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Dolphins‘ Tua Tagovailoa expected to play against Bengals, along with Terron Armstead, Jaylen Waddle

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Dolphins‘ Tua Tagovailoa Expected To Play Against Bengals, Along With Terron Armstead, Jaylen Waddle
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It was leaning in this direction as the short week progressed for the Miami Dolphins. Now, it is reportedly indeed happening.

Tagovailoa, officially listed as questionable for Miami entering Thursday for the night game in Cincinnati, is ready to go and expected to play against the Bengals, along with wide receiver Jaylen Waddle and left tackle Terron Armstead, according to NFL Network.

Tagovailoa was recovering from back and ankle injuries in the three days between Sunday’s 21-19 win over the Buffalo Bills and Thursday as Dolphins players rested on Monday and held walkthroughs on Tuesday in Miami and Wednesday in Cincinnati.

A head injury was originally thought to be the issue for Tagovailoa after he was knocked back on a late hit by Bills linebacker Matt Milano in the second quarter of Sunday’s game. Banging the back of his head on the turf in a whiplash effect, Tagovailoa stumbled after getting up.

He was escorted to the locker room after getting checked on the field, and Tagovailoa returned for the second half after clearing concussion protocol. Finishing 13 of 18 for 186 yards and a touchdown in the win, both Tagovailoa and coach Mike McDaniel said it was not a head injury, as the team announced during the game, but actually a back injury that originated on an earlier quarterback sneak and was exacerbated by Milano’s push that landed Tagovailoa on his back. The ankle aspect of Tagovailoa’s injury concern was learned on Monday, but Tagovailoa said Tuesday the back remained the greater issue.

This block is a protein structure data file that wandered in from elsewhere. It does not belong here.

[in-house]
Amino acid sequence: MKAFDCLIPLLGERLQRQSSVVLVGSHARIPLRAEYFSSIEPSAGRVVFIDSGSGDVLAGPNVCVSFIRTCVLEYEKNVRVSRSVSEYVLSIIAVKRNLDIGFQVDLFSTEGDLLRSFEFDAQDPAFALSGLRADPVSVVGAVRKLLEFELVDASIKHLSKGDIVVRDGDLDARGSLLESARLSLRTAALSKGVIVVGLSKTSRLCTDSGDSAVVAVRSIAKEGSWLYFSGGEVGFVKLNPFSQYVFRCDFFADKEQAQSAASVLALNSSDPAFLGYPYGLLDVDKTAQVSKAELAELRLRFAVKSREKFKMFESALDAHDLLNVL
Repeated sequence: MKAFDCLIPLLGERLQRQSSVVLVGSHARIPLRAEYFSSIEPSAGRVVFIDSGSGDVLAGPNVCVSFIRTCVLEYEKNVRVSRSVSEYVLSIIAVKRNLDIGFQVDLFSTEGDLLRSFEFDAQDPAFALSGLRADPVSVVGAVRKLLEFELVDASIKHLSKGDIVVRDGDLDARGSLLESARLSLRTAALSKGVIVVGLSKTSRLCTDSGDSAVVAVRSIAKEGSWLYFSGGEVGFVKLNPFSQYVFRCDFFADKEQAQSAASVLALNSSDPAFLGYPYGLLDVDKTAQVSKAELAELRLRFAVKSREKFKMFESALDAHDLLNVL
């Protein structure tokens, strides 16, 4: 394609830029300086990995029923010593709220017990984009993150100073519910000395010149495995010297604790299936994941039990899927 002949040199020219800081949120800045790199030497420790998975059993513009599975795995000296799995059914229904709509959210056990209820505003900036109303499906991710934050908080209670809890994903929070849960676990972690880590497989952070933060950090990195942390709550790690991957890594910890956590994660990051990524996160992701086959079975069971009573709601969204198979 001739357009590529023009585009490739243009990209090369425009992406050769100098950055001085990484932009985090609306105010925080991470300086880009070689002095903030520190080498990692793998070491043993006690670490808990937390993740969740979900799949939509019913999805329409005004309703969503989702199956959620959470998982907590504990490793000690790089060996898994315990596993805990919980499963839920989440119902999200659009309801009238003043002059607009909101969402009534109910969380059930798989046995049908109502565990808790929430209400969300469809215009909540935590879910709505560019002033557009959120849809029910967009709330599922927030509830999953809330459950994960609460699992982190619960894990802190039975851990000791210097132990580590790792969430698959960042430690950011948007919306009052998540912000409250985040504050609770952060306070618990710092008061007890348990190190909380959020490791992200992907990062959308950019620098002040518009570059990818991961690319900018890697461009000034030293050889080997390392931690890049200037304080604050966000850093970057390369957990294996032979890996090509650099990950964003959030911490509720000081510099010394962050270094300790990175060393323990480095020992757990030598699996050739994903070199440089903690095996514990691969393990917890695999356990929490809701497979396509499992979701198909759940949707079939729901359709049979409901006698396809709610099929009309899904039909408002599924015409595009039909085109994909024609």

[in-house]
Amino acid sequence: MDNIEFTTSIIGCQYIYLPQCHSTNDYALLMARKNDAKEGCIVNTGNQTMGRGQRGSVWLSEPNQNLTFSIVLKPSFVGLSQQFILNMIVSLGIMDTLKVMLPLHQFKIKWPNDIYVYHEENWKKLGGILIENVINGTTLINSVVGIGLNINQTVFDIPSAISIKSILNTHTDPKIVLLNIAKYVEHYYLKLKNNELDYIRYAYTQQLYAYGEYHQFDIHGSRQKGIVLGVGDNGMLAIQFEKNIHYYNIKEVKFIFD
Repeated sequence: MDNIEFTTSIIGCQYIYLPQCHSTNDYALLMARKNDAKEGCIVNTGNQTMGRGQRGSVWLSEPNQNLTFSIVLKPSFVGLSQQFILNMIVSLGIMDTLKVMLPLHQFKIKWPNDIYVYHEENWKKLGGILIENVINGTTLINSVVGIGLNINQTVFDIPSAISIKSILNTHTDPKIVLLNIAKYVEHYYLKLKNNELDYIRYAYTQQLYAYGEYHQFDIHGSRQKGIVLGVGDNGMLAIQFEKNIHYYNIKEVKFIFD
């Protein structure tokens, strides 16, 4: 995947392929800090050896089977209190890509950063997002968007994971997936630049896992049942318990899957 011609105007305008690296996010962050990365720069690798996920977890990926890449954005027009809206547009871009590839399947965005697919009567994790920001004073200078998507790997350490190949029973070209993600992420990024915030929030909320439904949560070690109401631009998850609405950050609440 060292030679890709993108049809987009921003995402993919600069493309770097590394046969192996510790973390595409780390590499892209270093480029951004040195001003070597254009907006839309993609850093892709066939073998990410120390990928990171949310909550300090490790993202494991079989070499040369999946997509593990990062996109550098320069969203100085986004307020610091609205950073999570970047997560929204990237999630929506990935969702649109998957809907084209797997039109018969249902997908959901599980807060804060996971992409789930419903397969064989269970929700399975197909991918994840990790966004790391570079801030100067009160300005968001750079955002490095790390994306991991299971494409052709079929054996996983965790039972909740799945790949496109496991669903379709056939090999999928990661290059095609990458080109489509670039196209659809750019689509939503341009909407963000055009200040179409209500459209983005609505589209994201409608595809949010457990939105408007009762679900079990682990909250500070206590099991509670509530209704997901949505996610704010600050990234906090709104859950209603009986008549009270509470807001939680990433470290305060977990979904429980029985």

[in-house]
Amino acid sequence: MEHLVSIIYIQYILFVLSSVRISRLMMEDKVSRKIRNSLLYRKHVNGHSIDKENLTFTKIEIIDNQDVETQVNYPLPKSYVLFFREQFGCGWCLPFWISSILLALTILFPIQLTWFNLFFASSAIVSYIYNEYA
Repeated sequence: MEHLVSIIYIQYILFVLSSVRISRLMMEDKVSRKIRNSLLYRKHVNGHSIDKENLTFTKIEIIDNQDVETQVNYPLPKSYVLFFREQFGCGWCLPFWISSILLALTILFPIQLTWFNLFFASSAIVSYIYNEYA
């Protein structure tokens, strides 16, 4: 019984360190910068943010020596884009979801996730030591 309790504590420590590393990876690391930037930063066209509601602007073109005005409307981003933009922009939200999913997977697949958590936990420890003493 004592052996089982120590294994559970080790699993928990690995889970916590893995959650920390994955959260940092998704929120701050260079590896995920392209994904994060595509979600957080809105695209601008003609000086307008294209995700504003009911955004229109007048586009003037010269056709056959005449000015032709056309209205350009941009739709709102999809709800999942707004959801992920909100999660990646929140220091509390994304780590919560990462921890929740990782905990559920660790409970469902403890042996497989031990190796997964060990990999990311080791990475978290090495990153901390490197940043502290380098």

He said what he was feeling in his back was affecting every twist and turn he needs to make to function as a quarterback, whether it’s handoffs, pitches or forward passes.

Nonetheless, Tagovailoa responded, “that’s the plan,” when asked on Tuesday if he expects to play. McDaniel expressed similar optimism from conversations he had with the quarterback.

Tagovailoa’s availability means he will get to face Bengals signal-caller Joe Burrow. The two third-year quarterbacks face off for the first time in the NFL and first since their epic college showdown between Alabama and LSU in 2019. Burrow was out injured when the Bengals and Dolphins met in their rookie seasons.

Armstead is set to start again while nursing a toe injury in the opener against the New England Patriots. Waddle popped up on the injury report on the short week, dealing with a groin injury.

Paramount among Miami’s four other players entering the prime-time game with questionable designations is cornerback Xavien Howard‘s status due to groin and glute ailments. The Dolphins also have wide receiver Cedrick Wilson Jr. (ribs/toe), safety Brandon Jones (chest) and defensive tackle Raekwon Davis (knee) as questionable on Thursday.

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NFL Week 4 Thursday Bettors Guide: Too many Tua Tagovailoa questions

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Nfl Week 4 Thursday Bettors Guide: Too Many Tua Tagovailoa Questions
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DOLPHINS at BENGALS

8:15 p.m., Bengals by 3 1/2, 47

HANK’S HONEYS: The Dolphins figure to be a bit too full of themselves after defeating the shorthanded Bills in that incredible game last week. They probably could use a few more days to get over it, and, more importantly to give Tua Tagovailoa more time to nurse his back injury. If Tua can’t go or is limited, there isn’t a lot of balance in what has been an exclusively big-play offense. Miami’s backs are averaging only 3.3 yards per carry.

The Bengals finally got off the schneid against the Jets, giving Joe Burrow the time he needed to play a clean game. Miami has only six sacks on the season and will not be able to exploit Cincy’s pass protection as the Steelers and Cowboys did. With the Fins allowing opposing QBs to complete 68% of their passes, Burrow has enough weapons around him to keep the chains moving and wear down a Dolphin defense that was on the field for over 40 minutes four days earlier. It would be wise to hold off on betting the total until Tagovailoa’s status is ascertained. If he’s out, lean toward the under.